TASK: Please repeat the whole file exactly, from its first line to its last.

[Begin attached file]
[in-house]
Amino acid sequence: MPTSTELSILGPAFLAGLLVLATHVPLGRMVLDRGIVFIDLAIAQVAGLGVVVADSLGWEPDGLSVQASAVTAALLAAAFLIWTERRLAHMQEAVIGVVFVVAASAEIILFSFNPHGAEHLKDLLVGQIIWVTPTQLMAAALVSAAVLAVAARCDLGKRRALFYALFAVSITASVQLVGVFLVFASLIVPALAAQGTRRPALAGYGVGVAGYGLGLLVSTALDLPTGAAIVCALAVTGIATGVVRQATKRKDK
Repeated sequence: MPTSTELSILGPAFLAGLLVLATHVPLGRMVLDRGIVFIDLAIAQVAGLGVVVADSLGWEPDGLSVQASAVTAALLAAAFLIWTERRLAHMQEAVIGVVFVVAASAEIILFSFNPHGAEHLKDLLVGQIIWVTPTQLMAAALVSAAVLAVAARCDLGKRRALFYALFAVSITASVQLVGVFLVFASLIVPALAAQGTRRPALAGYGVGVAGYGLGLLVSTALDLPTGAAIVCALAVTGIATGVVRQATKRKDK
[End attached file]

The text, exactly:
[in-house]
Amino acid sequence: MPTSTELSILGPAFLAGLLVLATHVPLGRMVLDRGIVFIDLAIAQVAGLGVVVADSLGWEPDGLSVQASAVTAALLAAAFLIWTERRLAHMQEAVIGVVFVVAASAEIILFSFNPHGAEHLKDLLVGQIIWVTPTQLMAAALVSAAVLAVAARCDLGKRRALFYALFAVSITASVQLVGVFLVFASLIVPALAAQGTRRPALAGYGVGVAGYGLGLLVSTALDLPTGAAIVCALAVTGIATGVVRQATKRKDK
Repeated sequence: MPTSTELSILGPAFLAGLLVLATHVPLGRMVLDRGIVFIDLAIAQVAGLGVVVADSLGWEPDGLSVQASAVTAALLAAAFLIWTERRLAHMQEAVIGVVFVVAASAEIILFSFNPHGAEHLKDLLVGQIIWVTPTQLMAAALVSAAVLAVAARCDLGKRRALFYALFAVSITASVQLVGVFLVFASLIVPALAAQGTRRPALAGYGVGVAGYGLGLLVSTALDLPTGAAIVCALAVTGIATGVVRQATKRKDK